The quest for the historical Jesus began as a protest against traditional Christian dogma. But when the supposedly “neutral” historians peered into the well, all they saw was a featureless Jesus. Even when these scholars decided that everybody else—John the Baptist, the evangelists, Paul, the Q peoplea and so on—was at home in a richly storied and symbolic world, Jesus himself was not allowed to act symbolically, to criticize his contemporaries, to think theologically, to reflect on his own vocation or to evoke any of the various meta-narratives with which his Jewish world was replete. At this point, objectivist historiography begins to eat its own tail; and it has now decided that it doesn’t like the taste. Hardly surprising.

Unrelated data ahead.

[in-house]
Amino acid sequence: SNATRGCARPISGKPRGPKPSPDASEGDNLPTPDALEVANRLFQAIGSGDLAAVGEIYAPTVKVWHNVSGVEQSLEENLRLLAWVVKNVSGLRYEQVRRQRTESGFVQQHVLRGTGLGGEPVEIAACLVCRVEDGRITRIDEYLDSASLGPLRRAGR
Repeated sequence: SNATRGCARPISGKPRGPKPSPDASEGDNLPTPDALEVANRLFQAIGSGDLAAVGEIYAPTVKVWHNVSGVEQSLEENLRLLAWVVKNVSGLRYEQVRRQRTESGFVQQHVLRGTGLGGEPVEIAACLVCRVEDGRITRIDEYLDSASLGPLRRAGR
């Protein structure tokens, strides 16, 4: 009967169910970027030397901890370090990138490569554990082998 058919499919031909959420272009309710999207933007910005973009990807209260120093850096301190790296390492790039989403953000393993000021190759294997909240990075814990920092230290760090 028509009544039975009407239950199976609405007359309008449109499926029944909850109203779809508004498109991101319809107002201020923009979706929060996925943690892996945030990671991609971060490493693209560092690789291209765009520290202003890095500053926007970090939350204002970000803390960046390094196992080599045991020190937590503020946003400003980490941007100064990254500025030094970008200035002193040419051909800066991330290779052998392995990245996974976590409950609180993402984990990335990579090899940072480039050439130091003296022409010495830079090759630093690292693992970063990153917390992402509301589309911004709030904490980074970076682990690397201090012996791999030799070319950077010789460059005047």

So why discuss the historical Jesus and Christian theology? Because I take the challenge of Hermann Samuel Reimarus seriously. Reimarus’s On the Intention of Jesus and His Teaching (1778) was perhaps the first modern work to challenge us to look for the historical Jesus. His platform: Investigate Jesus, and see whether Christianity is not based on a mistake. But we also need to take Albert Schweitzer’s challenge seriously: Put Jesus within apocalyptic Judaism, and watch bland unthinking dogma shiver in its shoes.